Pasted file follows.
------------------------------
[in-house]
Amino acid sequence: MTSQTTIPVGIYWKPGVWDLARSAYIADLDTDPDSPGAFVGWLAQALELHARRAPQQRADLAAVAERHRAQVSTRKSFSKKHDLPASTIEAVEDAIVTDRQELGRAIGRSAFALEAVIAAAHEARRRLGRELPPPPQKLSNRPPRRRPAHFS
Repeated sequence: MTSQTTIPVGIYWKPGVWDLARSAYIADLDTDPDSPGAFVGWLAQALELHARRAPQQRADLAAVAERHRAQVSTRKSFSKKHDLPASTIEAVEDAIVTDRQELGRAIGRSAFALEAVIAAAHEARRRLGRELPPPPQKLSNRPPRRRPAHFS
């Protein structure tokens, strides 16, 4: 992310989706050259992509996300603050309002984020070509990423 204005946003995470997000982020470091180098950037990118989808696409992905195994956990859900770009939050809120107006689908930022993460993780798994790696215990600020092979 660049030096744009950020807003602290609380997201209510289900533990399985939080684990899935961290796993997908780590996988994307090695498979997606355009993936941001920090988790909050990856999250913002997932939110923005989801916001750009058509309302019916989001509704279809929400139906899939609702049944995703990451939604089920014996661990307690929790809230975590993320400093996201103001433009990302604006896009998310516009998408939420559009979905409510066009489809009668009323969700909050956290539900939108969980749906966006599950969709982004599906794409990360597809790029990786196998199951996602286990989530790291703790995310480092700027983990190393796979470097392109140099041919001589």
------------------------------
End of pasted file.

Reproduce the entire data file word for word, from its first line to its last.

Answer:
[in-house]
Amino acid sequence: MTSQTTIPVGIYWKPGVWDLARSAYIADLDTDPDSPGAFVGWLAQALELHARRAPQQRADLAAVAERHRAQVSTRKSFSKKHDLPASTIEAVEDAIVTDRQELGRAIGRSAFALEAVIAAAHEARRRLGRELPPPPQKLSNRPPRRRPAHFS
Repeated sequence: MTSQTTIPVGIYWKPGVWDLARSAYIADLDTDPDSPGAFVGWLAQALELHARRAPQQRADLAAVAERHRAQVSTRKSFSKKHDLPASTIEAVEDAIVTDRQELGRAIGRSAFALEAVIAAAHEARRRLGRELPPPPQKLSNRPPRRRPAHFS
């Protein structure tokens, strides 16, 4: 992310989706050259992509996300603050309002984020070509990423 204005946003995470997000982020470091180098950037990118989808696409992905195994956990859900770009939050809120107006689908930022993460993780798994790696215990600020092979 660049030096744009950020807003602290609380997201209510289900533990399985939080684990899935961290796993997908780590996988994307090695498979997606355009993936941001920090988790909050990856999250913002997932939110923005989801916001750009058509309302019916989001509704279809929400139906899939609702049944995703990451939604089920014996661990307690929790809230975590993320400093996201103001433009990302604006896009998310516009998408939420559009979905409510066009489809009668009323969700909050956290539900939108969980749906966006599950969709982004599906794409990360597809790029990786196998199951996602286990989530790291703790995310480092700027983990190393796979470097392109140099041919001589």